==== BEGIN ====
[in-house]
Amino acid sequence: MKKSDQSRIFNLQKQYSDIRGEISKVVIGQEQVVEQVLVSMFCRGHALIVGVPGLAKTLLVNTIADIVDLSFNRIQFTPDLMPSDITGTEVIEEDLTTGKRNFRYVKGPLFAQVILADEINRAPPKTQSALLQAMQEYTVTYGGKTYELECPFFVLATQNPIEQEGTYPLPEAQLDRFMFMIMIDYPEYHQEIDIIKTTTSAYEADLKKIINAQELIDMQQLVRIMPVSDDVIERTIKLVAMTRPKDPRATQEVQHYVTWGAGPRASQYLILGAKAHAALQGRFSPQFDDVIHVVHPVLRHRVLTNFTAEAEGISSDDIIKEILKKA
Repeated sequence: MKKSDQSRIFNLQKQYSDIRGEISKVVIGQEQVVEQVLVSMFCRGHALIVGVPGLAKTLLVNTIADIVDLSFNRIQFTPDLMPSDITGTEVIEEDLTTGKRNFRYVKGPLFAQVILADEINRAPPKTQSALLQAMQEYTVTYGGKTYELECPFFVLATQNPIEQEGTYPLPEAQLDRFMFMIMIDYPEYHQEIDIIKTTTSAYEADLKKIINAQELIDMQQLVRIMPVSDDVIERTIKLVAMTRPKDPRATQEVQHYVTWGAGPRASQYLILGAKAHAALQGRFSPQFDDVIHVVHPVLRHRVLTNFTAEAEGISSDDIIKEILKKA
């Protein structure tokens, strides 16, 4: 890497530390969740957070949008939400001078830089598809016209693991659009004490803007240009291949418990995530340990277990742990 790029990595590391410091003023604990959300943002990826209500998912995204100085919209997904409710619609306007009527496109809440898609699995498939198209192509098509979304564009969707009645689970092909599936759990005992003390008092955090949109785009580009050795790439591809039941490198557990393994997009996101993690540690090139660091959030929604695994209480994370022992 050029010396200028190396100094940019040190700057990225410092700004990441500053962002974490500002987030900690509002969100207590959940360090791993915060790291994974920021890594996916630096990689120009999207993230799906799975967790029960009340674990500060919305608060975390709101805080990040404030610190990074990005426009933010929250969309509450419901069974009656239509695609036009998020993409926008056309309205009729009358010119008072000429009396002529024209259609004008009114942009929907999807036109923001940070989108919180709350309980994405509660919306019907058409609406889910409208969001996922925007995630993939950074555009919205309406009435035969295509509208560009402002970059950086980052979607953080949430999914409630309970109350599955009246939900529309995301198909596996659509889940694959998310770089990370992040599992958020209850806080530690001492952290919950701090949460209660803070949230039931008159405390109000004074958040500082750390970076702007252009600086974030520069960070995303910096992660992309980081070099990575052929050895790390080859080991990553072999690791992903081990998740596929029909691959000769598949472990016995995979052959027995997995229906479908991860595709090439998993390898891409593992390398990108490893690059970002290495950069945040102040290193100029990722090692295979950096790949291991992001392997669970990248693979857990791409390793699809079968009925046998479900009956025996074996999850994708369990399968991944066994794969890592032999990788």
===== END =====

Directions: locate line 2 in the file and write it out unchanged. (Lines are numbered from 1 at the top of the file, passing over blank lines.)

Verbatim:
Amino acid sequence: MKKSDQSRIFNLQKQYSDIRGEISKVVIGQEQVVEQVLVSMFCRGHALIVGVPGLAKTLLVNTIADIVDLSFNRIQFTPDLMPSDITGTEVIEEDLTTGKRNFRYVKGPLFAQVILADEINRAPPKTQSALLQAMQEYTVTYGGKTYELECPFFVLATQNPIEQEGTYPLPEAQLDRFMFMIMIDYPEYHQEIDIIKTTTSAYEADLKKIINAQELIDMQQLVRIMPVSDDVIERTIKLVAMTRPKDPRATQEVQHYVTWGAGPRASQYLILGAKAHAALQGRFSPQFDDVIHVVHPVLRHRVLTNFTAEAEGISSDDIIKEILKKA